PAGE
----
Pray for Seamen is an artistic research project by Francesco Bellina and Stefano Liberti narrating the situation of the seas, the ports, and the small-scale fisheries in Tunisia, Ghana, and Sicily through encounters with fishermen on the ground conducted in 2022. The extracts below are Stefano Liberti’s three short essays that originally appeared in a book of the same title published by Cesura Publish.

The exhibition can be visited until 24 September at the Ecomuseo Mare Memoria Viva.

Photo credits: Roberto Boccaccino

Who are the last fishermen?

Jamestown, Accra – Ghana

“Progress” is the Chinese port being built nearby. In order for the building site to be established, the artisanal fishermen had to be displaced, their homes razed to the ground. They were told that they, too, would benefit from the new port, and this fed their illusions. It was a false promise, because the project was explicitly imagined as infrastructure for industrial fisheries: there are storage warehouses, processing plants, and export facilities. The development marks the end of an era. And it accelerates the dissolution of the universe of artisanal fisheries. 

The two models seem to be inherently irreconcilable. It is not so much the coexistence of different kinds of boats that determines that incompatibility, that could be managed, since in theory, industrial fishing boats cannot sail within 12 nautical miles of the shoreline and there are fishing zones reserved exclusively for artisanal fishing. Large fishing boats and artisanal fishers are authorized to capture different species of fish. The problem is, however, conceptual: the two forms of fishing are tied to two different ways of experiencing and living with the sea. For artisanal fishermen, the ocean gives, and it takes away; it is prodigal when it wants, but it can also be ferocious. And so it must be respected, protected, and listened to. For the magnates of industrial fishing, however, the great sea is, instead, a mine from which to extract riches –  ideally to take them elsewhere, where they will cost more. Winning means extracting the most; accumulating without end; exploiting with impunity. With its fiery power, the splendor of easy profit, the blinding illusion of rapid enrichment, the industrial model has ended up contaminating artisanal fishermen’s ways of working, thinking and living with the sea. It has managed to corrupt a vision of the world, a way of acting in it, a form of collective feeling. And so the artisanal fishers became, in their turn, the assassins of the sea and, in the last instance, of themselves.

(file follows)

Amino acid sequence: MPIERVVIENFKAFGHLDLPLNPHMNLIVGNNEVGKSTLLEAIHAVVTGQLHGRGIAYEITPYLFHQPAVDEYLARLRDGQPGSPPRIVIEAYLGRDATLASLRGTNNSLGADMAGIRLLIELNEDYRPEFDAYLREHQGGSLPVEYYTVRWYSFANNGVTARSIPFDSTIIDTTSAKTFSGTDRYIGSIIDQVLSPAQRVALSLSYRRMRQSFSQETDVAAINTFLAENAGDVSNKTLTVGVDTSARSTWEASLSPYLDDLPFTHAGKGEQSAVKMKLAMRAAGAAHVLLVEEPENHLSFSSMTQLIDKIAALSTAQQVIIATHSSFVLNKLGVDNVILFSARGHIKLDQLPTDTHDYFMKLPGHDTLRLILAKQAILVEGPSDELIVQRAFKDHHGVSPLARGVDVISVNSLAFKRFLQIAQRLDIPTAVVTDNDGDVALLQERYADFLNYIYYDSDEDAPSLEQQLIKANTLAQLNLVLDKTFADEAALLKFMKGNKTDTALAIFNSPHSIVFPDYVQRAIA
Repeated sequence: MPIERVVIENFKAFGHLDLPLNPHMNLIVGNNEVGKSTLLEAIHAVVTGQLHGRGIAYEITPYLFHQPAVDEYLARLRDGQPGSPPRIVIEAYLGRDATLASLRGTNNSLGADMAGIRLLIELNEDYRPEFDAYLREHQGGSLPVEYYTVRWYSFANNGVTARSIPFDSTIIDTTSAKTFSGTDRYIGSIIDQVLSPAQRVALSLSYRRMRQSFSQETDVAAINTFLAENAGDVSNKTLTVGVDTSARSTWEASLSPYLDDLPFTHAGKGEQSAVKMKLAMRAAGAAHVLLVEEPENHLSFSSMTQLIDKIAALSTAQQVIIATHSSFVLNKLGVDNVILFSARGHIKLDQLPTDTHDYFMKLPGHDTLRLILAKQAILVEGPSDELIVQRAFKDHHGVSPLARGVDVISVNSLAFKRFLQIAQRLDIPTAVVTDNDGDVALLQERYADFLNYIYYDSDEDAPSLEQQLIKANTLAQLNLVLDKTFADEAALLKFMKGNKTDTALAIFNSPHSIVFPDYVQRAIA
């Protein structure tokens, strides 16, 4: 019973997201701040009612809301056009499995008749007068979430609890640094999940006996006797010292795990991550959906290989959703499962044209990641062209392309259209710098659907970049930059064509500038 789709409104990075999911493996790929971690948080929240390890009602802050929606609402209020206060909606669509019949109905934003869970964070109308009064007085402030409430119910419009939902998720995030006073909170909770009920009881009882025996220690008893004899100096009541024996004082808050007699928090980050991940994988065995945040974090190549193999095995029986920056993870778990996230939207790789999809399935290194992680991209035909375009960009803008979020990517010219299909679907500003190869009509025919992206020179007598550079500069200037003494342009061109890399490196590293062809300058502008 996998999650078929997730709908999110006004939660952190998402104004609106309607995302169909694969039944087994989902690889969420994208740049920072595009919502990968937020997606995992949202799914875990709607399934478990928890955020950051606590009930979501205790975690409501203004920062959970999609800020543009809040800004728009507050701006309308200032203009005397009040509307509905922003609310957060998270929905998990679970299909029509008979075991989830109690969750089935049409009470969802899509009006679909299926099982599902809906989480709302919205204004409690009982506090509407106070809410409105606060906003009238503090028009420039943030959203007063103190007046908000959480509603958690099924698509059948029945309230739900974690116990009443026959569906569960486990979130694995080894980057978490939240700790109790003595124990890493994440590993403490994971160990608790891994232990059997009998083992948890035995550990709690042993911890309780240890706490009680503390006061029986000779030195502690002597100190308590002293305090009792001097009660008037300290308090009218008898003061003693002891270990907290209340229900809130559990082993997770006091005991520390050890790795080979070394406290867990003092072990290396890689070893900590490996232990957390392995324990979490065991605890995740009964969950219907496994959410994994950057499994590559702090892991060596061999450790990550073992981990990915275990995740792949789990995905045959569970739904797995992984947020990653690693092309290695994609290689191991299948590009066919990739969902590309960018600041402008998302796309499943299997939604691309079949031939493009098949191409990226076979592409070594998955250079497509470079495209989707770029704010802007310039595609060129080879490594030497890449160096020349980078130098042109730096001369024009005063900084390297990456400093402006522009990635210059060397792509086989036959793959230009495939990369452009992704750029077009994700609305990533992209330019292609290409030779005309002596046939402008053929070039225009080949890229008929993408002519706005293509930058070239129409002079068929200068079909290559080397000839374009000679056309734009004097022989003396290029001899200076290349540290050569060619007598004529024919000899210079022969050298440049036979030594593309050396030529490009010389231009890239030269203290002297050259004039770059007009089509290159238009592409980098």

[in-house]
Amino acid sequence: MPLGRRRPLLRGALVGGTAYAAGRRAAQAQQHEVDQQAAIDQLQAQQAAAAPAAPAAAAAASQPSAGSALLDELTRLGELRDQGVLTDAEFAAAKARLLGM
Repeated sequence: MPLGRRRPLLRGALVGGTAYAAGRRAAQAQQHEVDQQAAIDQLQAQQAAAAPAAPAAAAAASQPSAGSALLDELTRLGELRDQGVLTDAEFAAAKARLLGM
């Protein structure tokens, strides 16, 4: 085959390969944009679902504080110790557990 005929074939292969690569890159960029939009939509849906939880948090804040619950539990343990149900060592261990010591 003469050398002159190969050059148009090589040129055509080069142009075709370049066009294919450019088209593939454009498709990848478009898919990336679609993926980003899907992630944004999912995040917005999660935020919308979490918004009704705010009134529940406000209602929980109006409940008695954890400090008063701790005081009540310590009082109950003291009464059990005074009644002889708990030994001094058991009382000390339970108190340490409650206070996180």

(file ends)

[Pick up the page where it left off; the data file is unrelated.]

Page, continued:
Isole Kerkennah – Tunisia

Ramdhane Megdiche looks out at the sea that gave him everything. And then took everything away. His face is weather-beaten, his beard thick and grey, his hair tousled. Behind the web of wrinkles around his dark eyes, his gaze is bright and lively. Every so often, as he speaks, he breaks out into nervous laughter, trying to hide the sadness hanging over him like a shadow. Megdiche is sixty-one years old, the proud son of the island’s first fisherwoman, the venerated Saida Delali. A retired fisherman himself, Megdiche is father to a son who crossed the sea to reach Europe. There, he lives on the social margins of some French town. Megdiche’s father forced him to begin fishing when he was twelve years old. A century later, he still feels a mixture of resentment and anger for having been compelled to become a fisherman when, as a model student, he would have liked to continue his studies. Instead, he led the life others had chosen for him. That was the custom at the time: after primary school, people went to sea to continue their family’s destiny. That lineage ended with his generation; the following ones wanted nothing more to do with a profession that carried so much hard work for so little money. Instead, they seek fame and fortune across the sea.